MacLaren, Hillier in box seat; Pranavi best Indian
Gurugram: Every golfer has a story, but this one delivers her own stories quite eloquently.
“Golf is beautiful in its brutality. And that’s worth watching,” Meghan MacLaren writes in her blog. Tthere was nothing brutal in how she conducted herself on the DLF G&CC course on Day 1 of the $500,000 Hero Women’s Indian Open, but it was beautiful how she tamed the beast of the back nine to share a one-stroke lead with Aussie Whitney Hillier. The 25-year-old Englishwoman cannot escape the engine analogies and she definitely revved it up before the turn as she finished with a 5-under 67. The ‘Quarry Nine’ was the morning vision as she started from the tenth hole. “Waking up at 4am is not a nice thing but the first hour you have an empty course in front of you and really pure greens so that was good.”
And yes, it did turn brutal. As the mercury rose, “it got really bad, burning hot, It just kept getting stickier and stickier out there.”
Little did Meghan know after two more birdies on the first and second which took the score to six-under, that she was up for a fight on the front nine. Three-putt on the 4h; birdie on the fifth; another three-putt on the 6th; another birdie on the 7th; missed green on the 9th.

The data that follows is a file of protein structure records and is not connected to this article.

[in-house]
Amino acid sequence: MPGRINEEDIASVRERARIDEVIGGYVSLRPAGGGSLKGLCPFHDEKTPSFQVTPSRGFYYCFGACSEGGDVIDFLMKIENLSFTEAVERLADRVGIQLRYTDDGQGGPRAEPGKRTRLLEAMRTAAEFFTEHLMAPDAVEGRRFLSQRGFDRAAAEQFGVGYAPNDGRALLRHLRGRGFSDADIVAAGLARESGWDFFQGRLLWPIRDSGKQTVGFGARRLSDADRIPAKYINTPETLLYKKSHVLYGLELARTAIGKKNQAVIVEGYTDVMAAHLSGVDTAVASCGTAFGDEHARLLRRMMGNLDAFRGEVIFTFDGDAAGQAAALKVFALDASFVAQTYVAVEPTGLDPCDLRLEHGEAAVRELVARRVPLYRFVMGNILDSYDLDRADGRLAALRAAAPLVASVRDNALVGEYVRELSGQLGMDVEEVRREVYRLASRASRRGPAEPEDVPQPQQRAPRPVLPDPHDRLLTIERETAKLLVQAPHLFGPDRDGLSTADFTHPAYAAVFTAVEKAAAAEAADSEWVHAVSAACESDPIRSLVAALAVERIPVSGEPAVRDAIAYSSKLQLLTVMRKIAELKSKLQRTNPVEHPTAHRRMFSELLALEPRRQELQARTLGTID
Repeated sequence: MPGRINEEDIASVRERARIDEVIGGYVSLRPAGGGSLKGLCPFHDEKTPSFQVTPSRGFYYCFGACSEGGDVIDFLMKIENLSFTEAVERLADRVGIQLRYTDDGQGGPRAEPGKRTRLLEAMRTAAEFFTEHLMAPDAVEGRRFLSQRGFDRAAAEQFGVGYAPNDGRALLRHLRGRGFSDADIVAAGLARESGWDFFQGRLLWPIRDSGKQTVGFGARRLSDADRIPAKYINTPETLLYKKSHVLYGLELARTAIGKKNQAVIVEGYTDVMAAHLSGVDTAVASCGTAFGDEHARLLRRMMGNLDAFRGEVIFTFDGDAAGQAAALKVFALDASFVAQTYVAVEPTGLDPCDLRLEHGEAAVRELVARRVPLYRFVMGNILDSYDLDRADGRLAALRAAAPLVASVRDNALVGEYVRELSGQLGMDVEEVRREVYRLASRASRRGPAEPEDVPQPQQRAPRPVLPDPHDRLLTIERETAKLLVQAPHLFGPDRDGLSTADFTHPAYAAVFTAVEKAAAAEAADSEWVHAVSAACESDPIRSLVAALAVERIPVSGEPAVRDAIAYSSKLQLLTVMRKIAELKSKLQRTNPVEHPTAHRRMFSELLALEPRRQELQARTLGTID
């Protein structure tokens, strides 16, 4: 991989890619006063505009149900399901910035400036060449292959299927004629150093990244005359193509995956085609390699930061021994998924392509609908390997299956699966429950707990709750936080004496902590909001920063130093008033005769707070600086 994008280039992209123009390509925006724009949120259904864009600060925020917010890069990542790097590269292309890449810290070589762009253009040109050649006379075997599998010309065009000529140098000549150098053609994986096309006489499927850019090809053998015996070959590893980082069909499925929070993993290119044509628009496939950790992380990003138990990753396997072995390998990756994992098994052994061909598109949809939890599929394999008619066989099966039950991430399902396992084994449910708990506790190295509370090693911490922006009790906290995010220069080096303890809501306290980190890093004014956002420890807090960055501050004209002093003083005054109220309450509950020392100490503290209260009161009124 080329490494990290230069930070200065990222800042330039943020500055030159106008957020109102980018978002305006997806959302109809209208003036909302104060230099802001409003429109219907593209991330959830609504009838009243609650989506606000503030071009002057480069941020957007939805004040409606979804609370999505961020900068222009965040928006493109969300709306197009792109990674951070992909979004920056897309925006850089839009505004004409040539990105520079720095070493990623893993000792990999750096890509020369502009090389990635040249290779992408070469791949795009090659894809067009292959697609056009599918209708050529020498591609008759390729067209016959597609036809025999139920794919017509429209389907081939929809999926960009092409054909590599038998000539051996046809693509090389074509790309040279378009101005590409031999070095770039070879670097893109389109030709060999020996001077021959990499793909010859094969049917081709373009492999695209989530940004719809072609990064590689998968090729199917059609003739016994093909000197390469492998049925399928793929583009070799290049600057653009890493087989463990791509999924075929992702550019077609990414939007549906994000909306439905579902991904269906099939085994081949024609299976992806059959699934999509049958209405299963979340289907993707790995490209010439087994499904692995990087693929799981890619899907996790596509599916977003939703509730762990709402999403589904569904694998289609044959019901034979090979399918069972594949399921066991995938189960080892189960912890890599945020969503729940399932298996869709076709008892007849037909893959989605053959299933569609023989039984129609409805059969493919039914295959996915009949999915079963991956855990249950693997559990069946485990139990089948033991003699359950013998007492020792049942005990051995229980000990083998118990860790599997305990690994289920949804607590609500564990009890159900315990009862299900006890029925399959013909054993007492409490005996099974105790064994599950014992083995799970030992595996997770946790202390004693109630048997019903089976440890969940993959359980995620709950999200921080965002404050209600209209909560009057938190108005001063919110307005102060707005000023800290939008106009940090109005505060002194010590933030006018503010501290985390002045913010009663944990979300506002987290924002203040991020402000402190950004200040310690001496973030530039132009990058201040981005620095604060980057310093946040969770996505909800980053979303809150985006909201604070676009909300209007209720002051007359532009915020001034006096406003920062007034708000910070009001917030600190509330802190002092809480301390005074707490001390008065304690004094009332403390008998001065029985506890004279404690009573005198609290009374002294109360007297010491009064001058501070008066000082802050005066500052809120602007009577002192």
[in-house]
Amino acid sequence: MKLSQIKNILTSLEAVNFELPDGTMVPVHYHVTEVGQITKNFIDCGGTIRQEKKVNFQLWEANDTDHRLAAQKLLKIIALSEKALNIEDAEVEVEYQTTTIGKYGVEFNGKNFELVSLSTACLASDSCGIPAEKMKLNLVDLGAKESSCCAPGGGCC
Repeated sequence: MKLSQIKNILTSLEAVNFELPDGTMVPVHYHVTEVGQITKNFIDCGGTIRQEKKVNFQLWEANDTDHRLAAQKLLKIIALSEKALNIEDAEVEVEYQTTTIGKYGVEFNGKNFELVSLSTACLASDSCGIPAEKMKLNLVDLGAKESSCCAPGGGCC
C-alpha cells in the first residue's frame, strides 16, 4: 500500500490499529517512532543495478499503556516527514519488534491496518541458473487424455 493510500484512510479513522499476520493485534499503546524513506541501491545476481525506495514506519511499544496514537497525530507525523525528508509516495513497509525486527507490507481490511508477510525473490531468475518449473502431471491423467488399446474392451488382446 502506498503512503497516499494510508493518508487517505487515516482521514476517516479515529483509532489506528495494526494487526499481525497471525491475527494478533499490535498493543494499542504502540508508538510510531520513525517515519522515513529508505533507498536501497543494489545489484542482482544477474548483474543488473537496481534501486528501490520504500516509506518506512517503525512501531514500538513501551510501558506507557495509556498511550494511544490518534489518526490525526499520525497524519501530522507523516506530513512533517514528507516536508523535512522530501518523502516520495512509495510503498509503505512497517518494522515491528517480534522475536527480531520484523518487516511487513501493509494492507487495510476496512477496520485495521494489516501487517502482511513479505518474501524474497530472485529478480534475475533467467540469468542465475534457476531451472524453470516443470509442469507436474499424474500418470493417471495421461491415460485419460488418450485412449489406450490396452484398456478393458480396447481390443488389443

Every day on the course is a journey, and a chance to express. “I was getting edgy, butterflies in the stomach, but I’ve missed that feeling. When you’re in that situation, it’s where you want to be.”
Meghan, you hear, considered applying for Oxford or Cambridge but the game was more enticing. While such a degree could have sent her on a different path, the Northants native uses the web world to combine her passion for sport and love for writing. “Sport waits for no one... but Stokes,” was her take on Big Ben’s Ashes tale.
If Meghan loves plots and stories, she will like this one about Jyotsana Singh’s ‘fortunate’ hole-in-one. The Indian tour rookie from Lucknow, tied-28th, holed out on the par-3 16th from 140 yards and had this explanation later. “My 7-iron slipped from my grasp,” she said, laughing. “I will make sure it happens again tomorrow.” The top Indian was amateur Pranavi Urs who finished with a 71 to be tied-10th. Diksha Dagar, Tvesa Malik and Amandeep Drall were tied-18th on par.
Meghan MacLaren in action on Thursday